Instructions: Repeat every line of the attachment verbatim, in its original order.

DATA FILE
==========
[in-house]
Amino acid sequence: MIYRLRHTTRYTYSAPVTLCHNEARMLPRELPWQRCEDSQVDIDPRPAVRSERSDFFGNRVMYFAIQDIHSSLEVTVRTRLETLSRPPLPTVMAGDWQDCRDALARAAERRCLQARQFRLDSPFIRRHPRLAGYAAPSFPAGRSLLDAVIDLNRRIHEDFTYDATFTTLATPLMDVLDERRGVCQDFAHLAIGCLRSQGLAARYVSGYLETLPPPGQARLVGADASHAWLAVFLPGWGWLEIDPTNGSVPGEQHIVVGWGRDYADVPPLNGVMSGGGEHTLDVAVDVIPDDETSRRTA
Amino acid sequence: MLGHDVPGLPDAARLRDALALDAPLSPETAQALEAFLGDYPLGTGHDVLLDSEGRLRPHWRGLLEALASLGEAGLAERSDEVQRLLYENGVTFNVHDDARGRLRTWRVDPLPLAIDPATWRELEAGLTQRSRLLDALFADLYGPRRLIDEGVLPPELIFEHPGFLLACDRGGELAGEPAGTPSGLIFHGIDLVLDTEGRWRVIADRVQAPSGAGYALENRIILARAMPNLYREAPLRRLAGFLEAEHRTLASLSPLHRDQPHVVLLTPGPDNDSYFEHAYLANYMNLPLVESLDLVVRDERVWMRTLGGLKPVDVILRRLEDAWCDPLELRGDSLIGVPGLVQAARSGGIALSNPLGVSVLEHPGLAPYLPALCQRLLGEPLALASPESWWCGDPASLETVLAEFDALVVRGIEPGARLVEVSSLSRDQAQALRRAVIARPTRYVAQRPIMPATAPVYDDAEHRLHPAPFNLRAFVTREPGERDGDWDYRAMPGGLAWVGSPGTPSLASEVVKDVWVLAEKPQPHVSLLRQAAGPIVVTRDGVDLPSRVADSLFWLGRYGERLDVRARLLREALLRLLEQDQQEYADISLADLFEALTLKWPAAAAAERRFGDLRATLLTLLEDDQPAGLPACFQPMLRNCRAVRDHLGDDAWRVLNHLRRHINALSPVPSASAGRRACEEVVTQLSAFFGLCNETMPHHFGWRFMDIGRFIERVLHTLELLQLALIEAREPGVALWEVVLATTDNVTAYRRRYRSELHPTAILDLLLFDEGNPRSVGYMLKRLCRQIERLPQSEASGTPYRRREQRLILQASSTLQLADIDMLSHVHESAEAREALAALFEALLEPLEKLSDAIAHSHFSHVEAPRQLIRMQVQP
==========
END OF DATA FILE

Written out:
[in-house]
Amino acid sequence: MIYRLRHTTRYTYSAPVTLCHNEARMLPRELPWQRCEDSQVDIDPRPAVRSERSDFFGNRVMYFAIQDIHSSLEVTVRTRLETLSRPPLPTVMAGDWQDCRDALARAAERRCLQARQFRLDSPFIRRHPRLAGYAAPSFPAGRSLLDAVIDLNRRIHEDFTYDATFTTLATPLMDVLDERRGVCQDFAHLAIGCLRSQGLAARYVSGYLETLPPPGQARLVGADASHAWLAVFLPGWGWLEIDPTNGSVPGEQHIVVGWGRDYADVPPLNGVMSGGGEHTLDVAVDVIPDDETSRRTA
Amino acid sequence: MLGHDVPGLPDAARLRDALALDAPLSPETAQALEAFLGDYPLGTGHDVLLDSEGRLRPHWRGLLEALASLGEAGLAERSDEVQRLLYENGVTFNVHDDARGRLRTWRVDPLPLAIDPATWRELEAGLTQRSRLLDALFADLYGPRRLIDEGVLPPELIFEHPGFLLACDRGGELAGEPAGTPSGLIFHGIDLVLDTEGRWRVIADRVQAPSGAGYALENRIILARAMPNLYREAPLRRLAGFLEAEHRTLASLSPLHRDQPHVVLLTPGPDNDSYFEHAYLANYMNLPLVESLDLVVRDERVWMRTLGGLKPVDVILRRLEDAWCDPLELRGDSLIGVPGLVQAARSGGIALSNPLGVSVLEHPGLAPYLPALCQRLLGEPLALASPESWWCGDPASLETVLAEFDALVVRGIEPGARLVEVSSLSRDQAQALRRAVIARPTRYVAQRPIMPATAPVYDDAEHRLHPAPFNLRAFVTREPGERDGDWDYRAMPGGLAWVGSPGTPSLASEVVKDVWVLAEKPQPHVSLLRQAAGPIVVTRDGVDLPSRVADSLFWLGRYGERLDVRARLLREALLRLLEQDQQEYADISLADLFEALTLKWPAAAAAERRFGDLRATLLTLLEDDQPAGLPACFQPMLRNCRAVRDHLGDDAWRVLNHLRRHINALSPVPSASAGRRACEEVVTQLSAFFGLCNETMPHHFGWRFMDIGRFIERVLHTLELLQLALIEAREPGVALWEVVLATTDNVTAYRRRYRSELHPTAILDLLLFDEGNPRSVGYMLKRLCRQIERLPQSEASGTPYRRREQRLILQASSTLQLADIDMLSHVHESAEAREALAALFEALLEPLEKLSDAIAHSHFSHVEAPRQLIRMQVQP